Kim Jong Nam the late brother of North Korean leader Kim Jong Un
12 June, 2019, 23:38
U.S. President Donald Trump took a public stance against the use of CIA informants to spy on North Korean leader Kim Jong Un on Tuesday, saying it would not happen on his watch and possibly taking away a valuable tool of the U.S. intelligence community.
Trump told the press before departing the White House for Iowa that he received a "very warm" and "very nice" letter from Kim on Monday, without providing more details about the letter. "I appreciated the letter".
Trump said that Kim had "kept his word" and there had been "no nuclear testing, no major missile testing" since their recent negotiations.
But Trump touted the letter as a sign that the talks were on track.
"We have a very good relationship together ... But in the meantime, we have our hostages back, the remains keep coming back, we have a relationship".
But their second meeting in Vietnam in February ended abruptly as the two failed to agree on what Kim would be willing to give up in exchange for sanctions relief.
Bob Baer, a former CIA case officer and CNN analyst, said that it is not a surprise that Trump would deny the US has used spies to collect intelligence on North Korea.
The State Department declined to comment on the content of the letter and the White House did not respond to a request for comment.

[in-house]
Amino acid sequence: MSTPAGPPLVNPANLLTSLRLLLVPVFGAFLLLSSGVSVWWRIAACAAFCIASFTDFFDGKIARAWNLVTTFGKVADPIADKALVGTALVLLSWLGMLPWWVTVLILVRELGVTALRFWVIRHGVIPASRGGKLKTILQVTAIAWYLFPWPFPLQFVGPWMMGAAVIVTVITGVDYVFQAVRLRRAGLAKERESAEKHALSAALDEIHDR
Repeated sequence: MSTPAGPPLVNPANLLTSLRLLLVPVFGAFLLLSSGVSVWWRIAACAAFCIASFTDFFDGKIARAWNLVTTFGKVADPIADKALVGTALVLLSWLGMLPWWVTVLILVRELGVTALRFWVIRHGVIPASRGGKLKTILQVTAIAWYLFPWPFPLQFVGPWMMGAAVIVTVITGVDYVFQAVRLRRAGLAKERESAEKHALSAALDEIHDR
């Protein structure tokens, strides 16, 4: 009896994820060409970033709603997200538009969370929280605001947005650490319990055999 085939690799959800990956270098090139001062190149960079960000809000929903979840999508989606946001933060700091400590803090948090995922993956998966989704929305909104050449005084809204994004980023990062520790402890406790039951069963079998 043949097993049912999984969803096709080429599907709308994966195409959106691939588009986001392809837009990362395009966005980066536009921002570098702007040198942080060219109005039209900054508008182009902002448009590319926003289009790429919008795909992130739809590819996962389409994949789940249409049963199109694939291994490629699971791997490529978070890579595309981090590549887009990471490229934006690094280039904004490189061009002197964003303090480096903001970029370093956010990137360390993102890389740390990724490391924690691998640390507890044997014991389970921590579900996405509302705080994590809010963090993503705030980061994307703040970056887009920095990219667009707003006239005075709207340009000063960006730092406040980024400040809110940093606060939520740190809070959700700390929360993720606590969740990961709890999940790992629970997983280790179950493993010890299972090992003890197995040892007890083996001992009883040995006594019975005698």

In a further diplomatic twist, South Korea's Unification Ministry say the Supreme Leader's sister will meet officials later that evening in the border village of Panmunjom.
Not only have US officials given conflicting statements about whether they are open to a step-by-step denuclearization process, Trump at times openly disagrees with his top advisors over Korea policy.
As the Trump administration looks for ways to continue engagement with North Korea, Trump has repeatedly downplayed North Korea's latest test of a short-range ballistic missile. I view it as a man - perhaps he wants to get attention, and perhaps not.
The newspaper spoke to several former American officials who said that Kim's value to intelligence services was likely quite limited, despite his family ties.
Kim Jong-nam, the murdered half-brother of North Korea's Kim Jong Un, was an informant for the Central Intelligence Agency whose operatives met him on several occasions, according to a media report.
At the Hanoi meeting, Washington sought a more immediate comprehensive denuclearisation deal while Pyongyang wanted a step-by-step process, and demanded the lifting of key economic sanctions in return for shutting down its Yongbyon nuclear complex, which the United States refused.
The CIA operatives had met with Kim, 45, on several occasions, according to a Wall Street Journal report.
Once seen as the natural successor to his father and then-leader Kim Jong Il, Kim Jong Nam apparently fell from grace after being deported from Japan in 2001 for trying to enter on a forged passport to visit Disneyland.